Wednesday, April 1, 2020

Hot Box

            We’re right in the middle of calving, and they’re popping out at the rate of about 5 per day.  That’s real nice when the weather is good – but we just got hit with another winter storm.  It was 17 above when I went out this morning for my first check, with another 2” of fresh snow.
            We had put out straw last evening, and the cows were nicely bedded down – except for one.  She had chosen to “socially distance” herself from the crowd, and calved a hundred yards away in a snowbank.
The calf was still pretty fresh at 0600, and I left Mom to finish her job of cleaning him up.  But after I had made coffee and eaten breakfast, I could see from my kitchen window that the calf was still not up and sucking.
A new calf can stand an amazing amount of cold if he is licked off and gets a belly-full of milk.  But that belly-full of milk is essential.  When I went back down, the calf was still lying in the snow, and was now shivering.  I went to the shed for the sled.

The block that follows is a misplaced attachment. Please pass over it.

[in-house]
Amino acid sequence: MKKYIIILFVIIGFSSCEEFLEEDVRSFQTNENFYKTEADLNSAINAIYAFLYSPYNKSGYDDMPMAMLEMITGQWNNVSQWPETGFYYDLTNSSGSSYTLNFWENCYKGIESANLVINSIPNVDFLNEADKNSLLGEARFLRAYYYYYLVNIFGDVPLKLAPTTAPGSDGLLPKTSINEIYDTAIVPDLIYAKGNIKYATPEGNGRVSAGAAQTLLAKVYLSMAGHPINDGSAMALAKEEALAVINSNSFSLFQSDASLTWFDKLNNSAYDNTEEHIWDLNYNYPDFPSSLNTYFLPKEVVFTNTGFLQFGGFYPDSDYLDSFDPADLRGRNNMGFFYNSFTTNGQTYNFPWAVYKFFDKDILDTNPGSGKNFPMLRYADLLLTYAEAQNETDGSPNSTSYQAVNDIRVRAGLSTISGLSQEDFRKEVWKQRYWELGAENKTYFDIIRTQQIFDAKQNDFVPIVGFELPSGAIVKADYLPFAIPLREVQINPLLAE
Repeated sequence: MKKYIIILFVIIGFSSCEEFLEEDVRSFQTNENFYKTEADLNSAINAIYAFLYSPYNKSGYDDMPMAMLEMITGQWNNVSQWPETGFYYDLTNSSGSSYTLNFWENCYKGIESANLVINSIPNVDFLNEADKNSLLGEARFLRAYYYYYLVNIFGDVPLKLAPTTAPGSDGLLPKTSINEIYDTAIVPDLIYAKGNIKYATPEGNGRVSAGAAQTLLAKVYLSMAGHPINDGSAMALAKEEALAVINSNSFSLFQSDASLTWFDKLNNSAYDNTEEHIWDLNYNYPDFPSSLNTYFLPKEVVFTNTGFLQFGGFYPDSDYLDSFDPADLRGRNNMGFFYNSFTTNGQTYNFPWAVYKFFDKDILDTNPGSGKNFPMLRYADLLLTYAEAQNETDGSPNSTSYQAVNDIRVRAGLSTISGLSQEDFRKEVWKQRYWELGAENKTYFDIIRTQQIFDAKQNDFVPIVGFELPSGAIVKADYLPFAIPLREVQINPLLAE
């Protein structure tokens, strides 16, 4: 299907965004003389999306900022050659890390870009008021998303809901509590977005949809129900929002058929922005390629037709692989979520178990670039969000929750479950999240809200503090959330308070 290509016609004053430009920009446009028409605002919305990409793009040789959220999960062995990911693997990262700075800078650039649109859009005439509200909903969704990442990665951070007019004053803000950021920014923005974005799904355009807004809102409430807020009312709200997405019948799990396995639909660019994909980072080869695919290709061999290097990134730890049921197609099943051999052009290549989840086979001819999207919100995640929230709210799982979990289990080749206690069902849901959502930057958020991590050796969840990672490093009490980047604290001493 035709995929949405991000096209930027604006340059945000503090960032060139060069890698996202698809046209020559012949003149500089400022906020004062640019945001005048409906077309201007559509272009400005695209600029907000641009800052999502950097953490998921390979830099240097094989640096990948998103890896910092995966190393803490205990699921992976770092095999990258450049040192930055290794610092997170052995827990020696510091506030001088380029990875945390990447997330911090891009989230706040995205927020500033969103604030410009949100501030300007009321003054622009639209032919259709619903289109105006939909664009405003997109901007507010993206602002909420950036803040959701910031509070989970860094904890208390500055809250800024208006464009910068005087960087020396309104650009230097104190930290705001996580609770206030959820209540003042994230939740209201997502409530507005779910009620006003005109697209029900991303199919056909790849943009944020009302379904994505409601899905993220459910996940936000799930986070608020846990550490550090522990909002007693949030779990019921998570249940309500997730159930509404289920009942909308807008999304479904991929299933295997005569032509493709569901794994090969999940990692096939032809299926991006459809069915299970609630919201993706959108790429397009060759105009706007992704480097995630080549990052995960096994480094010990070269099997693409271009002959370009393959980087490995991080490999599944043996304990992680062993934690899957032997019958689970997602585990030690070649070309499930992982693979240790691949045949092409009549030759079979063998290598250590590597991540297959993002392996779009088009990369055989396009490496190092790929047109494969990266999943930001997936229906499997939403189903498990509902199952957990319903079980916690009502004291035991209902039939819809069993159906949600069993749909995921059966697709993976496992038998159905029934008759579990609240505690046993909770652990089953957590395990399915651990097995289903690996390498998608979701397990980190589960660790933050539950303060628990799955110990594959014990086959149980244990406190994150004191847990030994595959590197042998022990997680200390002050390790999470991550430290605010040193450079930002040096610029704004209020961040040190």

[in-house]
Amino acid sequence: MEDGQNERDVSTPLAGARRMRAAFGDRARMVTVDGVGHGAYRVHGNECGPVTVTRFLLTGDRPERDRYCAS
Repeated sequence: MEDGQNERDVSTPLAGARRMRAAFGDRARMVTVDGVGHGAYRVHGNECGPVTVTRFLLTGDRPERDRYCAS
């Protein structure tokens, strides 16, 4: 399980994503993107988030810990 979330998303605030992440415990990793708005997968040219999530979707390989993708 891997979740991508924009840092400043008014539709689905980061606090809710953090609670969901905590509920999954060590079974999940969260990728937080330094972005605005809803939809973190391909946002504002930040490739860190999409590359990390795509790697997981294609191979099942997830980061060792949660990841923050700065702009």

I rolled the calf in and started back toward the shed, with the sled at the end of a 25’ rope behind the 4-wheeler.  The mom was very attentive, and followed the calf all the way into the shed.
There I fired up the generator and transferred the calf to the ‘hot box’: a tall plastic affair with a big front door and a slatted floor.  The 220-volt heater blows warm air up through the grate to warm the calf up. 
Left out in the snow, the calf was rapidly becoming hypothermic.  He would quickly use up the meager store of sugar in his bloodstream, and become hypoglycemic as well.  Only an hour before he had been happy and warm inside his mother’s womb.  But he was rudely dumped out in the cold, hard, world, with his source of nutrition abruptly disconnected.
In the meantime, two more cows had calved.  But these two chose the warm straw and the company of the other cows.  Their calves will be fine.

An hour later I pulled the cold calf out of the hotbox, and he was soon filling his belly with fresh warm colostrum.  He’ll be fine.

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